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Fragility fractures typically occur in elderly patients related principally to osteoporosis. A significative percentage of these fractures have to be treated surgically but comorbilities are often present, and need to be grossly stabilized before surgery. However, there is for these fractures a high rate of morbidity and mortality at short-term.
Moreover, patients affected by a fragility fracture are at risk for another fragility fracture later in life.
The Authors present an overview of the main patterns of proximal femoral fractures, underlining the peculiar features and choices of surgical treatment, and relating to specific indications and results of each treatment.
Fragility fractures typically occur in elderly patients, with prevalence on women. Related principally to weakening of bone structure induced by osteoporosis, these fractures are the result of low-energy injuries. Comorbilities are often present and show quick worstening after a femoral fracture: patients’ health status has to be grossly stabilized before surgery to limit peri-operative complications. However, there is for these fractures a high rate of morbidity and mortality at one year, approximatively 20%-30%, which represents the worst scenario at short follow-up among all fractures (1). Moreover, patients affected by a fragility fracture are at risk for another fragility fracture later in life.
Even if osteoporosis could virtually concern all bones, some district is more often involved: fracture of proximal femur is one of the most typical pattern of elderly patients. The incidence of hip fracture doubles for each decade of life after the fifth decade and the number of patients affected is expected to have an increase up to 190% in 2051 respect to present (2, 3).
Treatment of fragility fractures of legs is usually a surgical issue, because of the poor quality and weak biomechanical behaviour of the bone. Considered this particular background, surgery is intended to avoid additional damage, restore hip articularity, allow quick mobilization and functional recovery. Surgical technique and choice of the implant depend principally on the pattern of the fracture. Thus, an exact evaluation of the fracture is of paramount importance to achieve a good clinical result.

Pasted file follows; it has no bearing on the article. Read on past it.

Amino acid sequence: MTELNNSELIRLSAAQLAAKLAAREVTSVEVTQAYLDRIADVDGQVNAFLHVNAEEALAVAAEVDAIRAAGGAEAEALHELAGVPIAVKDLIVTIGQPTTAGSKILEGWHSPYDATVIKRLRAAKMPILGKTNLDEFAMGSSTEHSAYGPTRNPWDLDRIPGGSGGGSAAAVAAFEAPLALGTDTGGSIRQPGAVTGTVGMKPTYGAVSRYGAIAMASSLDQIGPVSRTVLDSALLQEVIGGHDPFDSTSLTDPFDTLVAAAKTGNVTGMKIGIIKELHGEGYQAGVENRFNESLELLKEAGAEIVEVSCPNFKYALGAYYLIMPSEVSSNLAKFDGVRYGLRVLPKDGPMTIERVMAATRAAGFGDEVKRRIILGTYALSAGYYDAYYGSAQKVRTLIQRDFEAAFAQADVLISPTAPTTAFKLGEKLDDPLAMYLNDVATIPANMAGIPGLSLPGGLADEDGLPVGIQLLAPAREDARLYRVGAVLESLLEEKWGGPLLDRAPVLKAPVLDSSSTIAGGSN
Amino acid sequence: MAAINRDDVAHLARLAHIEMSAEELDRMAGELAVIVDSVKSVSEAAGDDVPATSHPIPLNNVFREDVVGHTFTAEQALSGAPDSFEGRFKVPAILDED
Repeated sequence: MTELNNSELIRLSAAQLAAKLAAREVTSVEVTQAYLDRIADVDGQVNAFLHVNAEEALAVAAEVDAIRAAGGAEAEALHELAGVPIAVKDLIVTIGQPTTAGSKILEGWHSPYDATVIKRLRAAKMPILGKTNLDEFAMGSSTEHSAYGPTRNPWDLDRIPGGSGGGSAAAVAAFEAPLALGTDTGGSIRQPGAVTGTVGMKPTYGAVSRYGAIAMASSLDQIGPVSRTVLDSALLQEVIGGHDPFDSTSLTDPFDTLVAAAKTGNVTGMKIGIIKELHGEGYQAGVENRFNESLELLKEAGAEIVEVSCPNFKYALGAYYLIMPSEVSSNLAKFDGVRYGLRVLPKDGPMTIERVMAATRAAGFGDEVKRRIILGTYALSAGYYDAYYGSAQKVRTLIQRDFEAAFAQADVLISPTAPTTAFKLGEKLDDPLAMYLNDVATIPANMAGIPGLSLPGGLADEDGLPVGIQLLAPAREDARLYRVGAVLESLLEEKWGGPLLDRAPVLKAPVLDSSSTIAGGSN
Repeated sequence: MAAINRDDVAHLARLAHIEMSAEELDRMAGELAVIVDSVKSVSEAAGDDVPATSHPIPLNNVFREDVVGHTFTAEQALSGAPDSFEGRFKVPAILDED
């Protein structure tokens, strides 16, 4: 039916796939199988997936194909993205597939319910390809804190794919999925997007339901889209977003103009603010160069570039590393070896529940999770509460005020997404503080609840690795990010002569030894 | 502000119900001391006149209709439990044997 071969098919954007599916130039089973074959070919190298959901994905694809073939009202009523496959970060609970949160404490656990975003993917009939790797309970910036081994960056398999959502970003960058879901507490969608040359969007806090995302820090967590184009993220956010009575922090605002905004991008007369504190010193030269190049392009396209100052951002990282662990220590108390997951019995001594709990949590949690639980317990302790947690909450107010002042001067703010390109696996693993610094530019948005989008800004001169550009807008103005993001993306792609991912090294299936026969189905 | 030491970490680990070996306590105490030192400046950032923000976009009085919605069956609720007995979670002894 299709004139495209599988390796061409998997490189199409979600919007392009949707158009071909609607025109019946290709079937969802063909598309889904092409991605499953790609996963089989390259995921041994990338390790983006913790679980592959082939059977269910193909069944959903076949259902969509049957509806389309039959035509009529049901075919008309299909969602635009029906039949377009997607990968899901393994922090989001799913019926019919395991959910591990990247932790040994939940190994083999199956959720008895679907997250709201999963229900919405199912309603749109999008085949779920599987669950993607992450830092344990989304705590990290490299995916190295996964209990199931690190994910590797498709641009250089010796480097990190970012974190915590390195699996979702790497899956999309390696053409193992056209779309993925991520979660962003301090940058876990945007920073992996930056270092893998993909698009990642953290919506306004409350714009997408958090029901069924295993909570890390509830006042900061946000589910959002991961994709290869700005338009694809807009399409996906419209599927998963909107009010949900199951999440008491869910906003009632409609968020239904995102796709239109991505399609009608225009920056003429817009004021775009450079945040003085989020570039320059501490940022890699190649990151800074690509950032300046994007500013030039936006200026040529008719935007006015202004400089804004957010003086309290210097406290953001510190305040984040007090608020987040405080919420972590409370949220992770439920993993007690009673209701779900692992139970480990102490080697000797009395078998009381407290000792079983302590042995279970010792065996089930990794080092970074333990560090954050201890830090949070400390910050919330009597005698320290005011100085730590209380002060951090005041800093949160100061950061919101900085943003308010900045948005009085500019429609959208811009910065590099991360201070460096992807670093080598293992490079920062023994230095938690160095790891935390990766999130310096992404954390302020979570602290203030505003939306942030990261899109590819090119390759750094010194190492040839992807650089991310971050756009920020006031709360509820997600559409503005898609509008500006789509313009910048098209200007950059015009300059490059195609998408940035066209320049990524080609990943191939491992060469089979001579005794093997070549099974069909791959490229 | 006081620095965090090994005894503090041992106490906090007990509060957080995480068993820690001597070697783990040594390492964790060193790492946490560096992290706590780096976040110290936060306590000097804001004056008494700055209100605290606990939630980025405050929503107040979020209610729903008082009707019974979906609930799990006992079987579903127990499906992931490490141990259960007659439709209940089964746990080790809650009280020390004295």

One of the main problem for the Orthopaedic Surgeon is to conciliate the need of a good reduction and stability with surgical efficacy to ensure a fast and longlasting recovery: in fact, a weak bone not only is at risk of fracture, but offers a structure that may be not strong enough to mantain a mechanical device as a nail, plate or implant, in particular after surgery, when mobility is of capital importance to ensure a safe recovery for the patients.
On the other side, the huge advancement of the biomedical technology still overcomes the complete knowledge of bone properties and behaviour of this tissue after a fracture, thus at now there is not a single best approach, choice of device or implant and surgical technique to obtain a better and longlasting result.
Some Authors postulated that osteoporotic bone has no impairment of its capacity for fracture healing: tendency to fall is the most important factor in fractures in the elderly, not osteoporosis and impaired function due to poor surgical technique in the elderly is unacceptable. The actual issue is to ensure an adequate fixation or implant stability in a poor bone structure even if technology has reached fine results in the manufacturing devices and prostheses with a favourable mechanical behaviour (4, 5).
We agree with the concept that the most of the efforts must be reserved to the acknowledgement of the biologic properties of the bone, while surgical technique and choice of implant have to follow and respect these improvements.
From an anatomic point of view, fractures of proximal femur may be intracapsular (femoral neck fractures) or extracapsular (trochanteric fractures): the incidence of the two patterns is equally distributed among fragility fractures.
The following is an overview of the specific pattern of upper femur fracture and the correlated treatment options.
Several classifications were proposed to correlate the aspect of femoral neck fractures with better treatment or prognosis.
Pauwels grouped these fractures according to the angle of the rim (≤ 30°, 30°-50°, ≥ 70°), hypotesizing a relationship between obliquity of the fracture, stability of the reduction and rate of failure (6).